Monday, December 07, 2015

2 by 1 by 1

We think of deflation as a bad thing. From a business perspective it is. Business is about solving problems, but if you solve them too well, it isn't good business. An ideal business is one which generates a regular, growing, stream of cash. It is one you can reinvest in, so that it is doing more 5 years down the line than it is doing today. It is one which is attractive, but not so attractive that other people stop doing what they are doing and come and compete with you. If they do try and compete with you, there should be barriers to entry. Reasons they shouldn't or can't do what you are doing.

As a 'business', the reason housing has been a good investment is because of the barriers to entry. There has been massive urbanisation and massive population growth. Most times, businesses make money because they have solved a problem well. In the case of property, there has been loads of money made because we haven't handled a challenge very well. All that has happened is there haven't been enough homes to go around. So we have made it easier to borrow to buy. All that does is makes more money available to make the prices even higher.

The truth is, no matter how wealthy you are, you sleep for about a third of your life. When you close your eyes, there is less than a 2m by 1m by 1m space in the world that matters to you. If you wake up, and crack on with life, that is all you need. Obviously there are all sorts of things we want. And will pay for. Tap Water is almost free in most developed countries. Tap Housing should be too. If you want to make your water bubble and throw some flavouring in, awesome. But over time, we should get better at solving standard problems. Housing is a standard problem. If you buy a single house, and it is worth more years down the line, that means we have collectively done a bad job.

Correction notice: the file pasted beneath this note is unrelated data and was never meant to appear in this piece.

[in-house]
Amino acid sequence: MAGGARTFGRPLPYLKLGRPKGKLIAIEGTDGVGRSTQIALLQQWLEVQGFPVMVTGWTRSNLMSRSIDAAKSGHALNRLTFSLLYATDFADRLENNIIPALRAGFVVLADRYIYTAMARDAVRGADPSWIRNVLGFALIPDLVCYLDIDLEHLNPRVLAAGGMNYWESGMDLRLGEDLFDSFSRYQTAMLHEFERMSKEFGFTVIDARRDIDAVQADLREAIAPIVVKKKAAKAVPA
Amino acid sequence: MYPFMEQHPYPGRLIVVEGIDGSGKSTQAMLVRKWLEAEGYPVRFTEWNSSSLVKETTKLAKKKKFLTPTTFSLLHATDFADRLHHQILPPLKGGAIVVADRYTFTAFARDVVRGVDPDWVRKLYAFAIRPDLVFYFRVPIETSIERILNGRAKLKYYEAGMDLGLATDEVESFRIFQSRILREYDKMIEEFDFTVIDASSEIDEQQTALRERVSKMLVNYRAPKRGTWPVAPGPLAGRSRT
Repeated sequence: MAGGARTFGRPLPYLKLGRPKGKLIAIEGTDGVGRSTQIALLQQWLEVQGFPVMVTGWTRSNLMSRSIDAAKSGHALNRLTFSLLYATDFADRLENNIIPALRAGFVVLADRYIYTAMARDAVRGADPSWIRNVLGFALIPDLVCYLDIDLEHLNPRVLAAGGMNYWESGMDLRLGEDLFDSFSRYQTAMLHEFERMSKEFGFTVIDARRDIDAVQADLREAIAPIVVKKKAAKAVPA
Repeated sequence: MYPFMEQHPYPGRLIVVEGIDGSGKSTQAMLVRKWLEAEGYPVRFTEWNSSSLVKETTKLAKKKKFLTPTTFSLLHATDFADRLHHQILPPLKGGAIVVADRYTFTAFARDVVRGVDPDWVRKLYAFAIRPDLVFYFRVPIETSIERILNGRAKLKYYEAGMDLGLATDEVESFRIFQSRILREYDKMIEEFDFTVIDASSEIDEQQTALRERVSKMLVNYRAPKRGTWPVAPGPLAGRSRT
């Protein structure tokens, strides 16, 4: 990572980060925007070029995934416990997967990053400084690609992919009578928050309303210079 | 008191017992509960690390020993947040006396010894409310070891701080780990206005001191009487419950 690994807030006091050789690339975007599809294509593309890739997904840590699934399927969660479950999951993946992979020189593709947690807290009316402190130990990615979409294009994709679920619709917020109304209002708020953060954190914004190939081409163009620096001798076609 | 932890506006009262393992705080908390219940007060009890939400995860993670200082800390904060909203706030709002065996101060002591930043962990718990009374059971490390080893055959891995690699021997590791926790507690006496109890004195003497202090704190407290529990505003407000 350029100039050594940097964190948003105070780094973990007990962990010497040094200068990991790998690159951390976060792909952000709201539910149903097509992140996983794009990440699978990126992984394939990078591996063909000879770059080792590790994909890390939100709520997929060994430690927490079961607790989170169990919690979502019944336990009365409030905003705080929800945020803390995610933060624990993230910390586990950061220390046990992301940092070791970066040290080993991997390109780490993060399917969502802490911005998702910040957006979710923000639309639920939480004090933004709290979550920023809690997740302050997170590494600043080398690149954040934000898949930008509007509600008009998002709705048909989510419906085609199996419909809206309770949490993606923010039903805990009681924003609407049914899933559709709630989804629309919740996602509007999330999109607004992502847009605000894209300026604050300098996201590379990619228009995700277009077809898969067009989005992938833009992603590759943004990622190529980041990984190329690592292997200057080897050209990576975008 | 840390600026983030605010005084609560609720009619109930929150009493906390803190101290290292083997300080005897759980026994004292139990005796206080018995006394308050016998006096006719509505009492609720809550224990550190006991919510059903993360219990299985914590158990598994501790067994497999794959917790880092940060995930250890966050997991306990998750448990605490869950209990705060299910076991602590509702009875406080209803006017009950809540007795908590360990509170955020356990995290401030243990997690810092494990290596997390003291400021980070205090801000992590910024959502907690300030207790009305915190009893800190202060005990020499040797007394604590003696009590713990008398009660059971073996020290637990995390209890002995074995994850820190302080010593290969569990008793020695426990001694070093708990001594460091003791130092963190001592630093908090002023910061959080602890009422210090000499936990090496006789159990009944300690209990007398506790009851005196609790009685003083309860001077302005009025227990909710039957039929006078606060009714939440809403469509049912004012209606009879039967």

That is not to say you won't make money 'investing' in your house. If we carry on doing a bad job of solving the housing problem, people will carry on making money by being on the right side of the equation. I prefer the idea of thinking of money as an employee. Asking not only whether it will make money, but why it will make money. What is it doing that is useful? Why will that be more useful tomorrow than today? If the only answer is supply and demand, I will politely move on. Plenty of people won't and will do very well. 

House deflation would be a good thing. Unless you are invested in houses.
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